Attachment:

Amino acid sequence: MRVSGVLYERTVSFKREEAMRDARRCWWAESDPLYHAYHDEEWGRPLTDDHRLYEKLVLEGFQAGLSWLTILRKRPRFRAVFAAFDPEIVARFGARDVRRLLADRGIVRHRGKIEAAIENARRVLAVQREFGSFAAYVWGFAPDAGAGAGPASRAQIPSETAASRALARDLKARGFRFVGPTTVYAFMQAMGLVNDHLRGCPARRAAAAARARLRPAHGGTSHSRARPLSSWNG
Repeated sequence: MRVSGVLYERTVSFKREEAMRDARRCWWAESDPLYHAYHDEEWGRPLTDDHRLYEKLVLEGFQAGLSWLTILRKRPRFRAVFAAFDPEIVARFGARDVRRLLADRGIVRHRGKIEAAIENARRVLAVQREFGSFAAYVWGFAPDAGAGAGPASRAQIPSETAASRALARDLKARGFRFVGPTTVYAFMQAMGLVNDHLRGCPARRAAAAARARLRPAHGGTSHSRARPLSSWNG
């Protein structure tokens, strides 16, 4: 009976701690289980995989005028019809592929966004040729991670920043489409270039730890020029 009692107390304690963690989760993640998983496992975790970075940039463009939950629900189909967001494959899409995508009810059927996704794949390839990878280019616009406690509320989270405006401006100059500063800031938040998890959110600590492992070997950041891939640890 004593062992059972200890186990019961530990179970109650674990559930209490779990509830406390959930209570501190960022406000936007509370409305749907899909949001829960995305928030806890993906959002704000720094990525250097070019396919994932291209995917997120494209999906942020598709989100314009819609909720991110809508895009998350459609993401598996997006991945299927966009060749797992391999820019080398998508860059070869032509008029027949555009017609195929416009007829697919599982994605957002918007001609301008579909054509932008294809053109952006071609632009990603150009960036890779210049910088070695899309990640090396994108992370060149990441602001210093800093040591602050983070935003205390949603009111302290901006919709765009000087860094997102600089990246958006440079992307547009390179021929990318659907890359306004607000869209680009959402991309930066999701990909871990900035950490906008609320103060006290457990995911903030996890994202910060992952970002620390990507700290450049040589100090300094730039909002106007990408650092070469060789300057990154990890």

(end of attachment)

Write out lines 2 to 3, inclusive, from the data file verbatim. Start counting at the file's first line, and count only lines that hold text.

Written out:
Repeated sequence: MRVSGVLYERTVSFKREEAMRDARRCWWAESDPLYHAYHDEEWGRPLTDDHRLYEKLVLEGFQAGLSWLTILRKRPRFRAVFAAFDPEIVARFGARDVRRLLADRGIVRHRGKIEAAIENARRVLAVQREFGSFAAYVWGFAPDAGAGAGPASRAQIPSETAASRALARDLKARGFRFVGPTTVYAFMQAMGLVNDHLRGCPARRAAAAARARLRPAHGGTSHSRARPLSSWNG
């Protein structure tokens, strides 16, 4: 009976701690289980995989005028019809592929966004040729991670920043489409270039730890020029 009692107390304690963690989760993640998983496992975790970075940039463009939950629900189909967001494959899409995508009810059927996704794949390839990878280019616009406690509320989270405006401006100059500063800031938040998890959110600590492992070997950041891939640890 004593062992059972200890186990019961530990179970109650674990559930209490779990509830406390959930209570501190960022406000936007509370409305749907899909949001829960995305928030806890993906959002704000720094990525250097070019396919994932291209995917997120494209999906942020598709989100314009819609909720991110809508895009998350459609993401598996997006991945299927966009060749797992391999820019080398998508860059070869032509008029027949555009017609195929416009007829697919599982994605957002918007001609301008579909054509932008294809053109952006071609632009990603150009960036890779210049910088070695899309990640090396994108992370060149990441602001210093800093040591602050983070935003205390949603009111302290901006919709765009000087860094997102600089990246958006440079992307547009390179021929990318659907890359306004607000869209680009959402991309930066999701990909871990900035950490906008609320103060006290457990995911903030996890994202910060992952970002620390990507700290450049040589100090300094730039909002106007990408650092070469060789300057990154990890």